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$500 a month for a year, no strings attached | Who's eligible for Louisville's guaranteed income program?

The goal of YALift! is to provide opportunities and a financial foundation for people who are transitioning into the working world.

LOUISVILLE, Ky. — Louisville has been added to the map of cities piloting programs geared toward alleviating financial burdens for young adults.

Mayor Greg Fischer was joined by community partners with Metro United Way and Russell, A Place of Promise to announce the launch of the Young Adult Louisville Income for Transformation (YALift!) program Friday.

The guaranteed income program will provide $500 a month, no strings attached, to 150 young people between the ages of 18 to 24 in the Russell, California and Smoketown neighborhoods for one year. 

The goal of YALift! is to provide opportunities and a financial foundation for people who are transitioning into the working world.

"It seems almost too simple to say, but the answer to poverty is money," Fischer said. "Poverty is a lack of resources, often a systemic lack of resources, not a personal failing."

Fischer said the neighborhoods eligible for the pilot program were chosen based on data that shows concentrated poverty and large gaps in education, employment and life expectancy in those areas.

"I think this is a great first step," said Davy Adams, a supervisor with Garden Girl Foods. "A lot of people just need help and they may not come from the same kind of resources or be given the same kind of choices."

The money can be used however the recipient chooses, on things like food, rent, education and childcare. According to a release from the city, the program allows young people to have "breathing room" so they can explore options and opportunities that may have been previously out of reach due to a lack of finances.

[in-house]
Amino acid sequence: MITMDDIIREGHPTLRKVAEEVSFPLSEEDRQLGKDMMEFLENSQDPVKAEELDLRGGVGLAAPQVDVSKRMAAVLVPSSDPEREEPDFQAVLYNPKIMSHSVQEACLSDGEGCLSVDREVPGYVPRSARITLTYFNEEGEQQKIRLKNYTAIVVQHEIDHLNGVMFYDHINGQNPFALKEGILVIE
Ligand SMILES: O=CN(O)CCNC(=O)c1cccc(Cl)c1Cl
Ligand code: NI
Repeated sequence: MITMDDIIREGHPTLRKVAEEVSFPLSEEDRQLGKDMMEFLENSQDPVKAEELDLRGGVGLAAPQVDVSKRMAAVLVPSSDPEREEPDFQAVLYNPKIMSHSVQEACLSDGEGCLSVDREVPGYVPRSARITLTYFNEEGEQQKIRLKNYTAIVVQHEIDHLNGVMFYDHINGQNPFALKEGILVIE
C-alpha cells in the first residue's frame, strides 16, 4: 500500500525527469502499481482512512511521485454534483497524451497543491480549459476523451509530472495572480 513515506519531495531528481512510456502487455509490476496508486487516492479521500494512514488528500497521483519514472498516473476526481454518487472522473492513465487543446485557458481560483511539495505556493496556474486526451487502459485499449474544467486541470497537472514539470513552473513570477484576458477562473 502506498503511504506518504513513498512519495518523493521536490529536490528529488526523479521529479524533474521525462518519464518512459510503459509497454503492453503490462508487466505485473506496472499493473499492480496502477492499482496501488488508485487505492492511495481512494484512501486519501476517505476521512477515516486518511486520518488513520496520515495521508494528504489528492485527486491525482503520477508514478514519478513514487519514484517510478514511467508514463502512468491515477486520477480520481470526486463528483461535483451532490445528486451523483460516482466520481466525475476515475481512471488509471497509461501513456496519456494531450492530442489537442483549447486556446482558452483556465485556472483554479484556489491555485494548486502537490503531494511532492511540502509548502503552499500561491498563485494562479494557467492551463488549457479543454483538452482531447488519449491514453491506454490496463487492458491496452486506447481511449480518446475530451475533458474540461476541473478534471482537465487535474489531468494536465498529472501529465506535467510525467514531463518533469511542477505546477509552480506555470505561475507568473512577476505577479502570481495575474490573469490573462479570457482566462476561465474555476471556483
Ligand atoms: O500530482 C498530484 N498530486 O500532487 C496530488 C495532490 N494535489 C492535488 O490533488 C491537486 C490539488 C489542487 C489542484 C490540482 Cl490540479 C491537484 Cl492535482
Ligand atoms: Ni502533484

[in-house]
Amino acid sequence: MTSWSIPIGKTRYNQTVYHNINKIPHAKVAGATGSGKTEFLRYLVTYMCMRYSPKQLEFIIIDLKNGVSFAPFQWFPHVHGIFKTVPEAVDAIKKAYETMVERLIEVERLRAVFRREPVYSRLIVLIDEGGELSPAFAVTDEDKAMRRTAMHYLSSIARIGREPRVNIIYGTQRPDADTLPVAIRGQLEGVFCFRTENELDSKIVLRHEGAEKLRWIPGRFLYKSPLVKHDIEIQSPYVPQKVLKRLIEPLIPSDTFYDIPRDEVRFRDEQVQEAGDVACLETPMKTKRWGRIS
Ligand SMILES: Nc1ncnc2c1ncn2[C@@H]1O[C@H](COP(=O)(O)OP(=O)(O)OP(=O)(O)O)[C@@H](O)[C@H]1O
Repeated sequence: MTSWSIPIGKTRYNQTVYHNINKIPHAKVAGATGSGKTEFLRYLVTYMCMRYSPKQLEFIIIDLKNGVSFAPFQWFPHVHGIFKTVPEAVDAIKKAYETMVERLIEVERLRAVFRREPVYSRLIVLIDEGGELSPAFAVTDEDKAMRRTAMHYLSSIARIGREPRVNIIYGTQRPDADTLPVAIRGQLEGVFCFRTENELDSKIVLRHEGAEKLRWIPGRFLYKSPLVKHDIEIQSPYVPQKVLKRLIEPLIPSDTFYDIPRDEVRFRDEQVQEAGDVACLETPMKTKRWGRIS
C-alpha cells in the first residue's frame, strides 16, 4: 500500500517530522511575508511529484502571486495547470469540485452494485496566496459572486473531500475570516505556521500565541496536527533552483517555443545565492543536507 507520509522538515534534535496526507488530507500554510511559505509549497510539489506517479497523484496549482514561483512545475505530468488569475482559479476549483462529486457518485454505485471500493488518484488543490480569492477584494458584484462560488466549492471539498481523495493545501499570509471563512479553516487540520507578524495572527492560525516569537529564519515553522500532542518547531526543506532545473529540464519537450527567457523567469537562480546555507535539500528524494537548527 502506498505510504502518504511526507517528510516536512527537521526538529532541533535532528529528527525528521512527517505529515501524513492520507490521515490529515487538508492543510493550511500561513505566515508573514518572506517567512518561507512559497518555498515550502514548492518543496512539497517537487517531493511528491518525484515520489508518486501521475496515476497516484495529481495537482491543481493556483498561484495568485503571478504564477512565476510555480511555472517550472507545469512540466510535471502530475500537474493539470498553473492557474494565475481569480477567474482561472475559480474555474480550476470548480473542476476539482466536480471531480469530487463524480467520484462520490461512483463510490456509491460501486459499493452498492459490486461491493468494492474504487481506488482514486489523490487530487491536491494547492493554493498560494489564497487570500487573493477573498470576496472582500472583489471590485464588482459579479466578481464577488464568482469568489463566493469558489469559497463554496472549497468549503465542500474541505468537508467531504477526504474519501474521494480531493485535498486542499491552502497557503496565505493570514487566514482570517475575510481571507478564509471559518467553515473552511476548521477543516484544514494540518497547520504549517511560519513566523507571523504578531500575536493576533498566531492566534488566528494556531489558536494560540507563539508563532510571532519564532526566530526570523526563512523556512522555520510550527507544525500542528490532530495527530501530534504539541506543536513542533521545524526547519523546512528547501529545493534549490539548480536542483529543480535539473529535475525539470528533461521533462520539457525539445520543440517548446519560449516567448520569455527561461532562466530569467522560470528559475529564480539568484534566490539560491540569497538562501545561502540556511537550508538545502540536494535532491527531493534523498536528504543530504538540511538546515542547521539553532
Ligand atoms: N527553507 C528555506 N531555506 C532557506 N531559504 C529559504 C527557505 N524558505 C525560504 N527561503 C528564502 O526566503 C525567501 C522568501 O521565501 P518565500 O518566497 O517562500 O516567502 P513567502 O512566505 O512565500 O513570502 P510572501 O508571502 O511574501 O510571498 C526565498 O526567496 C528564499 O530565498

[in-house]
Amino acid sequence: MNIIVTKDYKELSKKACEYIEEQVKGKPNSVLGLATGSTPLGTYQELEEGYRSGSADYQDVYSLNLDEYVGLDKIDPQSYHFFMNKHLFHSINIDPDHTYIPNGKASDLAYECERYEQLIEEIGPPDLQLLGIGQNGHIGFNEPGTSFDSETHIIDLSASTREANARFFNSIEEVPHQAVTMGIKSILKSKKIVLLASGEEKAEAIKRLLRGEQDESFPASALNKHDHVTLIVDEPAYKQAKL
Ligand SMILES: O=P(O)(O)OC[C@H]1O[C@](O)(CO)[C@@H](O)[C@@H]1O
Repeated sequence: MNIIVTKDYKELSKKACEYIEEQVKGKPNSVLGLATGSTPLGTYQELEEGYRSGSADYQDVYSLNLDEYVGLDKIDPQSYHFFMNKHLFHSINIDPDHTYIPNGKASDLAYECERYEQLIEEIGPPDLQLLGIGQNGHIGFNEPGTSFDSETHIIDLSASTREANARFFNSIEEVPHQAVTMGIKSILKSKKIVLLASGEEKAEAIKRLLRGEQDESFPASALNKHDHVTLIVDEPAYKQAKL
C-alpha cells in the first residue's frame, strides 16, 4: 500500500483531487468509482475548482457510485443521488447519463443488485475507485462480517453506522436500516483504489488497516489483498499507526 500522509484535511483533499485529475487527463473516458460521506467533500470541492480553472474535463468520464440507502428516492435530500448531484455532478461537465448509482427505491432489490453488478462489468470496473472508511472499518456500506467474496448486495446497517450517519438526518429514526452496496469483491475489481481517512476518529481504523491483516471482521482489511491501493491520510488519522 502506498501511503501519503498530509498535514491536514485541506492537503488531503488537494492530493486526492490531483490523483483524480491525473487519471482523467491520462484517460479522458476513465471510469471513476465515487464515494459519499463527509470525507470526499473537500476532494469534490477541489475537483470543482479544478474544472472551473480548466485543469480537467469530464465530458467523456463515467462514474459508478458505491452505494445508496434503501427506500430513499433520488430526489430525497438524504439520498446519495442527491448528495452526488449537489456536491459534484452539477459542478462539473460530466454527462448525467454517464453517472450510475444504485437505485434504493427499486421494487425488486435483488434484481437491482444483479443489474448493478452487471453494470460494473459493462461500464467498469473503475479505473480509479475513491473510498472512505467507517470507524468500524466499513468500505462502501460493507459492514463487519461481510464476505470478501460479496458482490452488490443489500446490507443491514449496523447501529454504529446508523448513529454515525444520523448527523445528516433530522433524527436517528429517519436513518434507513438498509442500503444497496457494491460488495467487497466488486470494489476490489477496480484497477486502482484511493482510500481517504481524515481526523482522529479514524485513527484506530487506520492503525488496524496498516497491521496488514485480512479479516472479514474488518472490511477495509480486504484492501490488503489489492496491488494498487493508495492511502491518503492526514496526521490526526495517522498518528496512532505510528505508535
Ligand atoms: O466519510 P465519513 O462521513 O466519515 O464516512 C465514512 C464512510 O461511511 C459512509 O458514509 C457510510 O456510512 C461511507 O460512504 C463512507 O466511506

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Adams said right now, many young people are struggling. In addition, the obstacles created by the coronavirus pandemic have caused many to fall behind. 

"Food insecurity is on the rise, so that could be used for groceries," Adams said. "I mean, there is just so much you can do with 500 dollars."

Fischer acknowledged that there would likely be criticism toward the program from people who viewed the money as a "handout" or an excuse not to work. He said those who oppose YALift! have a "basic misunderstanding of people."

During Friday's press conference, the mayor talked about the success of a pilot program in Stockton, California. He said participants in that program were twice as likely to get a full-time job and had lower reported cases of anxiety and depression.

"We are motivated by the successful results from similar pilots in other cities, including increased participation in the workforce, increased wellbeing, more financially secure families, and more activity in our local economy,” said Adria Johnson, president and CEO of Metro United Way.

Louisville will be the 20th city in the United States to adopt a guaranteed income program. Adams hopes this first step will encourage other areas to adopt similar ideas.

"This is too good of an opportunity to not take it up and we need more people to participate, that way we can show others," they said.

Those interested in participating in YALift! can find more information on the Metro United Way website here. Applications will be accepted through Feb. 21, 2022. Participants will be chosen at random and will also take part in providing data to a national study about the program's impact.

Between Louisville Metro Government, Metro United Way and the Mayors for Guaranteed Income, $600,000 has been donated toward the project.

Contact reporter Gabrielle Harmon at gharmon@whas11.com. Follow her on Twitter (@_GabbyHarmonTV) and Facebook.

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